The Parrot AR.Drone was the darling of CES 2010, managing to garner the biggest crowd's at the show's CES Unveiled event. And with good reason, too – this was the ultimate accessory to your iPhone, a flying quadricopter which could be controlled by your iOS device.
Skip to CES 2012 and even though the original AR.Drone still has the shock and awe factor, its maker Parrot has decided to tweak a number of features and come up with the imaginatively titled Parrot AR.Drone 2.0.
You can check out our Vegas video of the Parrot Drone in action below:
This new quadricopter keeps a similar chassis (albeit streamlined) to version one, but it comes with an added 720p camera, a painted makeover, increased stability and it will also crunch flight data for you.
In short, this looks to trump the original in every way and the new camera means that you will be able to film your flights in a lot more detail.
There's a new feature which allows you to create your own flight path and the AR.Drone will follow your co-ordinates and film its flight for you. Once you have the footage, you can then upload it to YouTube and share your flying experience with others.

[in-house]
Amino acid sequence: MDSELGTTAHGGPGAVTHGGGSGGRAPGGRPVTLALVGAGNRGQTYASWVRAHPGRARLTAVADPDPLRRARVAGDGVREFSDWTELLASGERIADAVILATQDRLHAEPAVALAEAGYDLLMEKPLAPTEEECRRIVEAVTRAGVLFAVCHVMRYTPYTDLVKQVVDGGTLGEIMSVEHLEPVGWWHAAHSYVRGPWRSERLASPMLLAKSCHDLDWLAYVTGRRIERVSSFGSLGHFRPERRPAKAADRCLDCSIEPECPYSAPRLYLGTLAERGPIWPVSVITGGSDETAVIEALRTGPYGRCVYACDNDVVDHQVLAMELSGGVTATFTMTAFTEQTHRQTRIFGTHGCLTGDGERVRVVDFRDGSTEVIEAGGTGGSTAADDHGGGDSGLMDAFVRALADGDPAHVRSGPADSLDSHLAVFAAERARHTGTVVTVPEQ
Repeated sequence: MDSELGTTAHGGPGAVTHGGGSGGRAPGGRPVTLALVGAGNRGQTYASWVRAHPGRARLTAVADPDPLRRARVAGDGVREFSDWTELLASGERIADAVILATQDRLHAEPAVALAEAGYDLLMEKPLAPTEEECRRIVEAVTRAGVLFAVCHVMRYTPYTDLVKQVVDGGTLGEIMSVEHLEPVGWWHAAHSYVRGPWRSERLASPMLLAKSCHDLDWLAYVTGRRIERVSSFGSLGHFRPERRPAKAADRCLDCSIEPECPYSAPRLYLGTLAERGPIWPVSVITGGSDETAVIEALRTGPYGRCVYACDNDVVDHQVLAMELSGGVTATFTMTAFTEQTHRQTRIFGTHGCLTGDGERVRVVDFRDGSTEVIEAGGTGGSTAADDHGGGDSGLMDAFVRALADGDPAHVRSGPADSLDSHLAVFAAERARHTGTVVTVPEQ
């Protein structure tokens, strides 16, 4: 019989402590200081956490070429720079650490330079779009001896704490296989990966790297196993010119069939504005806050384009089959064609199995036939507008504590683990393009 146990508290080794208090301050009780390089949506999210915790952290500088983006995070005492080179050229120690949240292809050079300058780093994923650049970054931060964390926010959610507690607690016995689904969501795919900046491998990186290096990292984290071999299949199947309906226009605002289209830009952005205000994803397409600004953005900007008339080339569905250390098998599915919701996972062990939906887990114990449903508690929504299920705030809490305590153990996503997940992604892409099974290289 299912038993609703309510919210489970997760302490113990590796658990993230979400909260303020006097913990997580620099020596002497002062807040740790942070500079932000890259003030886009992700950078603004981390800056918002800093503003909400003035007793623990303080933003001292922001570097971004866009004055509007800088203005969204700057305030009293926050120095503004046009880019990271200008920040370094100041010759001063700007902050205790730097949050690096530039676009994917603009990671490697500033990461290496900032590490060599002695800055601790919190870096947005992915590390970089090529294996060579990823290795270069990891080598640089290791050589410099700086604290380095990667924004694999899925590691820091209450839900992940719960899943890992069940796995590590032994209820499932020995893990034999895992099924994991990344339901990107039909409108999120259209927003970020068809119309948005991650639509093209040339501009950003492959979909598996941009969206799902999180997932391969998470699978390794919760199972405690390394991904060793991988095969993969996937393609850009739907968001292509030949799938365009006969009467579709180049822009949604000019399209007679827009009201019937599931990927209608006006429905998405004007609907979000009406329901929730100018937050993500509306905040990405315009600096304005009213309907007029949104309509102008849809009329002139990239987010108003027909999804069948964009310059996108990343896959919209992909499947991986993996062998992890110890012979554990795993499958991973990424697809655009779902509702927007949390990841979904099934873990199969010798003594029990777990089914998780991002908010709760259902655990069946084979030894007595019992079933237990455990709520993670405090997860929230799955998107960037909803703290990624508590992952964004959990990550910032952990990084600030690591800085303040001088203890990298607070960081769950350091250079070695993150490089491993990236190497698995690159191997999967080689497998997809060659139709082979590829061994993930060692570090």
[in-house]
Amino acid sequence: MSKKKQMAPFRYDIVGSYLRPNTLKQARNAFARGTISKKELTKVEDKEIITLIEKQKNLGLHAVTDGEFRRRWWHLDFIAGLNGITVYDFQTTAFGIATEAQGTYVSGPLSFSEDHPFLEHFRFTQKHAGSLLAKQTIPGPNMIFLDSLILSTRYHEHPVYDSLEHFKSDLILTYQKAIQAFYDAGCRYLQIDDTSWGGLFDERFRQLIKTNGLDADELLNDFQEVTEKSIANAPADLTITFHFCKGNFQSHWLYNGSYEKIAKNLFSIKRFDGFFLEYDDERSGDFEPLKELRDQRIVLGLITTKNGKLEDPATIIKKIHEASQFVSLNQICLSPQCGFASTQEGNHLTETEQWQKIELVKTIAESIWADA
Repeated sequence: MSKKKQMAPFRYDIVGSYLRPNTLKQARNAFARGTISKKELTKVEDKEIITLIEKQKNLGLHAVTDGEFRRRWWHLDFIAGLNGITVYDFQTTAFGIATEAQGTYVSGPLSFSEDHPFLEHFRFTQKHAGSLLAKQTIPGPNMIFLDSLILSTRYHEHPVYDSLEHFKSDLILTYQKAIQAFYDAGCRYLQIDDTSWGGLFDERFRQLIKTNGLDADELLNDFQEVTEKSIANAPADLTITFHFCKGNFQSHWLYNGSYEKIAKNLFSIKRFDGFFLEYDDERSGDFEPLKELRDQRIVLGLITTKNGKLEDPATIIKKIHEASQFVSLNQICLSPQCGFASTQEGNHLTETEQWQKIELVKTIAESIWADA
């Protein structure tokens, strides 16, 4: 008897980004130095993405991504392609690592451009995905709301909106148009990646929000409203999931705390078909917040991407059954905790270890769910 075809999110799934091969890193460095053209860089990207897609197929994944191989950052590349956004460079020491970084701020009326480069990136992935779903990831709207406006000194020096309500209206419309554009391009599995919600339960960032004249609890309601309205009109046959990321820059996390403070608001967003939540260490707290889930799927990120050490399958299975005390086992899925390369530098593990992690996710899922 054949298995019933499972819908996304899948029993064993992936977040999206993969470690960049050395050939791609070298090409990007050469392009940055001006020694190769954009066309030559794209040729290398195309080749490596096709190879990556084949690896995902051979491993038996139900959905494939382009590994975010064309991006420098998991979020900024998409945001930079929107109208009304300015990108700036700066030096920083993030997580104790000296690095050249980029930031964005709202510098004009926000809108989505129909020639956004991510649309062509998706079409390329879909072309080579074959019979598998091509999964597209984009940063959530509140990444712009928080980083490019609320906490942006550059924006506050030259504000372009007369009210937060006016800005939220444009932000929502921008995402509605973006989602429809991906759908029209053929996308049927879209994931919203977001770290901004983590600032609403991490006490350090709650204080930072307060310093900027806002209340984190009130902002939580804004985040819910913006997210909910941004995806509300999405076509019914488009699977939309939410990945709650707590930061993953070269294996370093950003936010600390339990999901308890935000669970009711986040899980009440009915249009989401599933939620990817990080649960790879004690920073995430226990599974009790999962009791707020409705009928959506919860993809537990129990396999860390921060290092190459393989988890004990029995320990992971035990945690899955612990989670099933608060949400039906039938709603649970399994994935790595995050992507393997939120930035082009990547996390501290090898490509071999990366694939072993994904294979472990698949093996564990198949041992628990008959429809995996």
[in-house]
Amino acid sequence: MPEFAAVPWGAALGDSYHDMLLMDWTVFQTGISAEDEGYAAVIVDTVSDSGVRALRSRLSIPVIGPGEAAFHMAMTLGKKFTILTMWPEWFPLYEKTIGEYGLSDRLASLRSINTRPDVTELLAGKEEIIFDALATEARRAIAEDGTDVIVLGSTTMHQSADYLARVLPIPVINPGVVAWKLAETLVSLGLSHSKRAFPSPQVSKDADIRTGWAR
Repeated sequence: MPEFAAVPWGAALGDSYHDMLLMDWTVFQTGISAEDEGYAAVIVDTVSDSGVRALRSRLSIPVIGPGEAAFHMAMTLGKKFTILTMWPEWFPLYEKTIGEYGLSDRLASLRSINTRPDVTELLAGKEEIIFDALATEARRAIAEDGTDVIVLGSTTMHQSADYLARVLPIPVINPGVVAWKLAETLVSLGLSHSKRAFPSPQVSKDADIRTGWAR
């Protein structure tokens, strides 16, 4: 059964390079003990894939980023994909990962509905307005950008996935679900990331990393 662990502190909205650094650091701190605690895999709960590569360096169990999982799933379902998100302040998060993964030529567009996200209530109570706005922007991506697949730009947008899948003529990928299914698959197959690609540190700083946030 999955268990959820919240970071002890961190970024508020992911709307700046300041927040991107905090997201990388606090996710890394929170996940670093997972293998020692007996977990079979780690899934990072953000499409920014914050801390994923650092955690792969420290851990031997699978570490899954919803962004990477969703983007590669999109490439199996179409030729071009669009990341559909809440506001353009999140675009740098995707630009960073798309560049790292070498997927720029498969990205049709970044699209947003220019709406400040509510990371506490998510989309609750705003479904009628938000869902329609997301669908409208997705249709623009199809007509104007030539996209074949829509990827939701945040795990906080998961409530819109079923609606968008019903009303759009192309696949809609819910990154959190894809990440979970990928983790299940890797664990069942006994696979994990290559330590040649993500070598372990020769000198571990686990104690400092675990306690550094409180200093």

This is a small but significant change from the original AR.Drone and could be something which builds up a community.
With the new update, Parrot has added to the gamification of having an AR.Drone. There's no denying this was always an executive that would get you noticed but with the new features now you can compete other like-minded 'droners'.
When it comes to stability, the demo we were shown showcased just how durable the new AR.Drone is – it was even doing flips in the air which was impressive.
The Parrot AR.Drone is the most expensive accessory you will ever get for your Android or iOS device – the original costs around £300 – but you'll be having so much fun flying the thing you'll soon forget about the crippling debt.
TechRadar is unsure when the AR.Drone 2.0 will take flight to the UK but expect it sometime soon.
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Marc Chacksfield is the Editor In Chief, Shortlist.com at DC Thomson. He started out life as a movie writer for numerous (now defunct) magazines and soon found himself online - editing a gaggle of gadget sites, including TechRadar, Digital Camera World and Tom's Guide UK. At Shortlist you'll find him mostly writing about movies and tech, so no change there then.